Any time is a good time to be young, else Ponce de Leon would never have left Spain, but rarely has it seemed so necessary. Even as boomers strive to sweat, cut or simply define "middle age" out of existence, the chronological ideal -- as expressed through TV and movies, fashion spreads and music videos -- slides further and further back into adolescence, so that to be a teenager now is to be the quintessence of what counts. It is not wisdom born of long experience that rocks the house in these last days of M2, but innocence -- or rather, a kind of knowing innocence, or bruised innocence, innocence just lately lost or about to be. (Welcome to American Beauty.) And good unworried skin is always a plus.
While the worst cultural expressions of this trend are virtually pornographic (cf. Calvin Klein, Larry Clark, Britney Spears), there's no denying that the years 'twixt 12 and 20 are the stuff of high drama and wildflower poignancy, and that much can be made from them for the entertainment and ennoblement of younger and older gens alike. Television is well on that case: It is, verily, the teen omphalos, star-making central, the cauldron from which Sarah Michelle and Melissa Joan and Jennifer Love and Neve and Katie and Keri, teenstars if not all strictly speaking teens, have emerged to bewitch the world -- a victory that has the strange effect of making Calista Flockhart look matronly. Though in broad social terms this is disturbing -- I've seen Wild in the Streets -- I am certainly as susceptible as the next old fossil/fart/fogy to the bright young faces of television (Willow 4-ever!), if overwhelmed by their mounting numbers; you can't tell the players without a scorecard. This season adds not only such teencentric shows as Freaks and Geeks, Popular and Roswell (the last two set down directly on the big shoulders of Buffy and Dawson), in which adults are tangential to the action, but also whole-family series, like Once and Again (check it out -- it's good -- before NYPD Blue reclaims its time slot), Safe Harbor and Get Real, each of which comes with multiple teens prominently attached. Are you ready to party?
To my mind, any series about adolescence must be measured against the DeGrassis -- DeGrassi Junior High and DeGrassi High, Canada's great gift to the youth of America 'long about a decade back. (I wear a wrist bracelet engraved WWCD: "What would Caitlin do?") Despite its study-guide foundation and the astonishing array of calamities that befell its principals, DeGrassi was never less than believable; none of the kids, who represented a satisfying range of color, size, type and level of maturity, ever seemed for an instant to be acting or was made to act as a kid would not. So when the 16-year-old Kennedy High student played by Carly Pope on the WB's new Popular looks over her just-pierced nose at groovy teacher Chad Lowe and thinks in voice-over, "If he saw me naked would he laugh?" and then "I wonder if implants hurt more than my piercing" -- that is not what I would call a DeGrassi moment.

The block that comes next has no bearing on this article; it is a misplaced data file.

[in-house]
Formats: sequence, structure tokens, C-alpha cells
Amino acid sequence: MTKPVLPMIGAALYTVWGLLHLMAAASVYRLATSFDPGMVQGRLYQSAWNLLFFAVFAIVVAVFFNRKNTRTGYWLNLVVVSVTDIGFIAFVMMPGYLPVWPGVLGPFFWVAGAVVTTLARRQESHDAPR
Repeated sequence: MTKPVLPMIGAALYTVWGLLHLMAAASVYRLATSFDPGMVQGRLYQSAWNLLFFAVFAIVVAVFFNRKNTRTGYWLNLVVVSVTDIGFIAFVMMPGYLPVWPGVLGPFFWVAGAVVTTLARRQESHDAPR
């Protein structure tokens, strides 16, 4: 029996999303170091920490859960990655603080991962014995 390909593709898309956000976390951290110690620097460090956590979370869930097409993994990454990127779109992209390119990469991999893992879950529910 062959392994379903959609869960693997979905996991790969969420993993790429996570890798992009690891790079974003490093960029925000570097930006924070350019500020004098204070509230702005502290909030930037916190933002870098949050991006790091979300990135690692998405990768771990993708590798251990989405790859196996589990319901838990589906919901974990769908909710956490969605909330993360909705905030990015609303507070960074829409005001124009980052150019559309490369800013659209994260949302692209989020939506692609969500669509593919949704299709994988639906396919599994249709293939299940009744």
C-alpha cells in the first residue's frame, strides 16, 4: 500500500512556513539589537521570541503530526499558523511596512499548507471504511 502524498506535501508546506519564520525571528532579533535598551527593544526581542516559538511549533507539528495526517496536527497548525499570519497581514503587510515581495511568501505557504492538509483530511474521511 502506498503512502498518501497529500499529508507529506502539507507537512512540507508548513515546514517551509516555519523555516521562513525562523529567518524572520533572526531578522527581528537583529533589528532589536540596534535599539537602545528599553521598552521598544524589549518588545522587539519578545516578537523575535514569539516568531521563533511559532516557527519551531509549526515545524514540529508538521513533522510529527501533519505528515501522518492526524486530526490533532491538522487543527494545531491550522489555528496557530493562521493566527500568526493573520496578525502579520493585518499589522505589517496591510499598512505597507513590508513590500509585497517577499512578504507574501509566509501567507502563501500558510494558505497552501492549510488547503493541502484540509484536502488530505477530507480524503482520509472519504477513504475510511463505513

Pope, who's got kind of a Gina Gershon/Alanis Morissette thing going on, plays a character smart and good-looking, yet socially restless and at envious odds with tall, blond, wafer-thin Leslie Bibb, the cheerleader whose money, beauty and good manners cannot mask her pain; these two, who in real school would probably not know one another's name, are here thrown together via the Brady Bunch expedient of the engagement of their single parents. I am not laying money on a quick mutual understanding. Meanwhile, all around seem to be losing their heads: The quarterback tries out for, and scores the lead in, the school musical ("Are you gay?" asks a friend), while great big Sara Rue (last seen torturing the much-missed Selma Blair on last year's Zoe, Jack, Duncan & Jane) goes out less successfully for cheerleader -- acts of cross-clique pioneering that upset the clockwork constitution of a neurotically self-conscious student body.